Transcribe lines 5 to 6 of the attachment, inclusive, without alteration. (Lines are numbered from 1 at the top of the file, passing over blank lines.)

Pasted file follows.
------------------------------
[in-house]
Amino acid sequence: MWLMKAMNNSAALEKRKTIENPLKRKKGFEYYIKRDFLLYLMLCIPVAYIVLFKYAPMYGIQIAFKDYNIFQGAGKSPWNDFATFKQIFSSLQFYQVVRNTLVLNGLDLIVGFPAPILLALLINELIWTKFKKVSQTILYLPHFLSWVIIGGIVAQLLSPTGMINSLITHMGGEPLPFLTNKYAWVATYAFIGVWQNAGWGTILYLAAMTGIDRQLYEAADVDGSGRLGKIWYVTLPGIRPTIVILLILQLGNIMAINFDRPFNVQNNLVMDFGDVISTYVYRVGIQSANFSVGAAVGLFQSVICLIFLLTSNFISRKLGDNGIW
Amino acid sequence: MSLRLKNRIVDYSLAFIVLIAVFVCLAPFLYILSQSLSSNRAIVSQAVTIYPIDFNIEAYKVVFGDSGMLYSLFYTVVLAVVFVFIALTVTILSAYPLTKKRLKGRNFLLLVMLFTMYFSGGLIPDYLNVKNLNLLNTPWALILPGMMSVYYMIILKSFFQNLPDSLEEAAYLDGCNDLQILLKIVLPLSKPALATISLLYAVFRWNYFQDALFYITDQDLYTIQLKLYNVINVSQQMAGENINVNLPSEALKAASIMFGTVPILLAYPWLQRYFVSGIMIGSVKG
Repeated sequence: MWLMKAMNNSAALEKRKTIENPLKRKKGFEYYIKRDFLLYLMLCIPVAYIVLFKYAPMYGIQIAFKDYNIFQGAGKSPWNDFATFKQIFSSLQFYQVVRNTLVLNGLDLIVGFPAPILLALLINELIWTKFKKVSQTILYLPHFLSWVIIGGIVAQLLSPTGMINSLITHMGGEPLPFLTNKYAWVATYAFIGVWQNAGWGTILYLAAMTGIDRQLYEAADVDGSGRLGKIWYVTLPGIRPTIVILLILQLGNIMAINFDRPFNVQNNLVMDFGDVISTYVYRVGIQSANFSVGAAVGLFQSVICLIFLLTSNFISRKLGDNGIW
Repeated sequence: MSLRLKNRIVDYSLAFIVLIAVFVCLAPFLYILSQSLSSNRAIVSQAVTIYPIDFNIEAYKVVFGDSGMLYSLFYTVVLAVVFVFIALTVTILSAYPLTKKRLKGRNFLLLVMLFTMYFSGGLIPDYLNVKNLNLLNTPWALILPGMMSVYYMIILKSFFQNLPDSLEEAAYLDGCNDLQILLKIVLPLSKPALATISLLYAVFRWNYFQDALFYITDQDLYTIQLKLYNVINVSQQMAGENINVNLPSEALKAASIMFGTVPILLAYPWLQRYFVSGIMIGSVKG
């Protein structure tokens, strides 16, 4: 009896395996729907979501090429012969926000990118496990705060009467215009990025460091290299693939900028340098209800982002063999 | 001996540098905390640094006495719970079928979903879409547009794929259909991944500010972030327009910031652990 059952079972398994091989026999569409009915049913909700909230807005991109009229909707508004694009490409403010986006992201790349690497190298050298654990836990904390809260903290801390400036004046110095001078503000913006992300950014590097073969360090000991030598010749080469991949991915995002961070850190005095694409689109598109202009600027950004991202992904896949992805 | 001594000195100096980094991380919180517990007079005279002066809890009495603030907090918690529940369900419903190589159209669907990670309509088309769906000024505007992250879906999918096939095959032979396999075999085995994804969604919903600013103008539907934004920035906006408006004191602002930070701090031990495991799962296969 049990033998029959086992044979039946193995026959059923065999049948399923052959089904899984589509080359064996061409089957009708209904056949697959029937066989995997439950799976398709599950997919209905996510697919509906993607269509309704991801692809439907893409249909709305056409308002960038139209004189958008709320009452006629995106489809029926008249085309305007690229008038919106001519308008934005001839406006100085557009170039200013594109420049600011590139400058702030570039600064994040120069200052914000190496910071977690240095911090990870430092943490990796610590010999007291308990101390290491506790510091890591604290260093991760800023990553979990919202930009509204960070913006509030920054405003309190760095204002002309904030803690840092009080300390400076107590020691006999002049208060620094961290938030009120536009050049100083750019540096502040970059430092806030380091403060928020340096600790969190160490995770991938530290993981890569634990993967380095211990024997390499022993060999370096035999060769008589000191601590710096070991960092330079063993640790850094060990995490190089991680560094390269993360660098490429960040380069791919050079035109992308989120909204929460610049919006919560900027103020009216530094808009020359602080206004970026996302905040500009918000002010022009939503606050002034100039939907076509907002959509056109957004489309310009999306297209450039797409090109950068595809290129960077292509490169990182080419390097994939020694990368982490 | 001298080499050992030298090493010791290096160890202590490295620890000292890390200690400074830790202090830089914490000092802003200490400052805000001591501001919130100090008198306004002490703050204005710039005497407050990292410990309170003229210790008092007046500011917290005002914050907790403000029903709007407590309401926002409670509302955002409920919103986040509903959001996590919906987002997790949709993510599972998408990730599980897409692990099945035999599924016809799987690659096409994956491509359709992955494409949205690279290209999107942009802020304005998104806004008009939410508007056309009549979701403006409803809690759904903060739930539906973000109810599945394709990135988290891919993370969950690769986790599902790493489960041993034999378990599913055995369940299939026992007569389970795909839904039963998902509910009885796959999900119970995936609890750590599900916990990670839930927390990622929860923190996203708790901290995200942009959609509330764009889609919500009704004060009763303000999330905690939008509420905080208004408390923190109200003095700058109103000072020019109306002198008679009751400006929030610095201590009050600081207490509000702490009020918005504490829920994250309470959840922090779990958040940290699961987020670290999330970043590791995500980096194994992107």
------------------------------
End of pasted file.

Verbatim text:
Repeated sequence: MSLRLKNRIVDYSLAFIVLIAVFVCLAPFLYILSQSLSSNRAIVSQAVTIYPIDFNIEAYKVVFGDSGMLYSLFYTVVLAVVFVFIALTVTILSAYPLTKKRLKGRNFLLLVMLFTMYFSGGLIPDYLNVKNLNLLNTPWALILPGMMSVYYMIILKSFFQNLPDSLEEAAYLDGCNDLQILLKIVLPLSKPALATISLLYAVFRWNYFQDALFYITDQDLYTIQLKLYNVINVSQQMAGENINVNLPSEALKAASIMFGTVPILLAYPWLQRYFVSGIMIGSVKG
């Protein structure tokens, strides 16, 4: 009896395996729907979501090429012969926000990118496990705060009467215009990025460091290299693939900028340098209800982002063999 | 001996540098905390640094006495719970079928979903879409547009794929259909991944500010972030327009910031652990 059952079972398994091989026999569409009915049913909700909230807005991109009229909707508004694009490409403010986006992201790349690497190298050298654990836990904390809260903290801390400036004046110095001078503000913006992300950014590097073969360090000991030598010749080469991949991915995002961070850190005095694409689109598109202009600027950004991202992904896949992805 | 001594000195100096980094991380919180517990007079005279002066809890009495603030907090918690529940369900419903190589159209669907990670309509088309769906000024505007992250879906999918096939095959032979396999075999085995994804969604919903600013103008539907934004920035906006408006004191602002930070701090031990495991799962296969 049990033998029959086992044979039946193995026959059923065999049948399923052959089904899984589509080359064996061409089957009708209904056949697959029937066989995997439950799976398709599950997919209905996510697919509906993607269509309704991801692809439907893409249909709305056409308002960038139209004189958008709320009452006629995106489809029926008249085309305007690229008038919106001519308008934005001839406006100085557009170039200013594109420049600011590139400058702030570039600064994040120069200052914000190496910071977690240095911090990870430092943490990796610590010999007291308990101390290491506790510091890591604290260093991760800023990553979990919202930009509204960070913006509030920054405003309190760095204002002309904030803690840092009080300390400076107590020691006999002049208060620094961290938030009120536009050049100083750019540096502040970059430092806030380091403060928020340096600790969190160490995770991938530290993981890569634990993967380095211990024997390499022993060999370096035999060769008589000191601590710096070991960092330079063993640790850094060990995490190089991680560094390269993360660098490429960040380069791919050079035109992308989120909204929460610049919006919560900027103020009216530094808009020359602080206004970026996302905040500009918000002010022009939503606050002034100039939907076509907002959509056109957004489309310009999306297209450039797409090109950068595809290129960077292509490169990182080419390097994939020694990368982490 | 001298080499050992030298090493010791290096160890202590490295620890000292890390200690400074830790202090830089914490000092802003200490400052805000001591501001919130100090008198306004002490703050204005710039005497407050990292410990309170003229210790008092007046500011917290005002914050907790403000029903709007407590309401926002409670509302955002409920919103986040509903959001996590919906987002997790949709993510599972998408990730599980897409692990099945035999599924016809799987690659096409994956491509359709992955494409949205690279290209999107942009802020304005998104806004008009939410508007056309009549979701403006409803809690759904903060739930539906973000109810599945394709990135988290891919993370969950690769986790599902790493489960041993034999378990599913055995369940299939026992007569389970795909839904039963998902509910009885796959999900119970995936609890750590599900916990990670839930927390990622929860923190996203708790901290995200942009959609509330764009889609919500009704004060009763303000999330905690939008509420905080208004408390923190109200003095700058109103000072020019109306002198008679009751400006929030610095201590009050600081207490509000702490009020918005504490829920994250309470959840922090779990958040940290699961987020670290999330970043590791995500980096194994992107």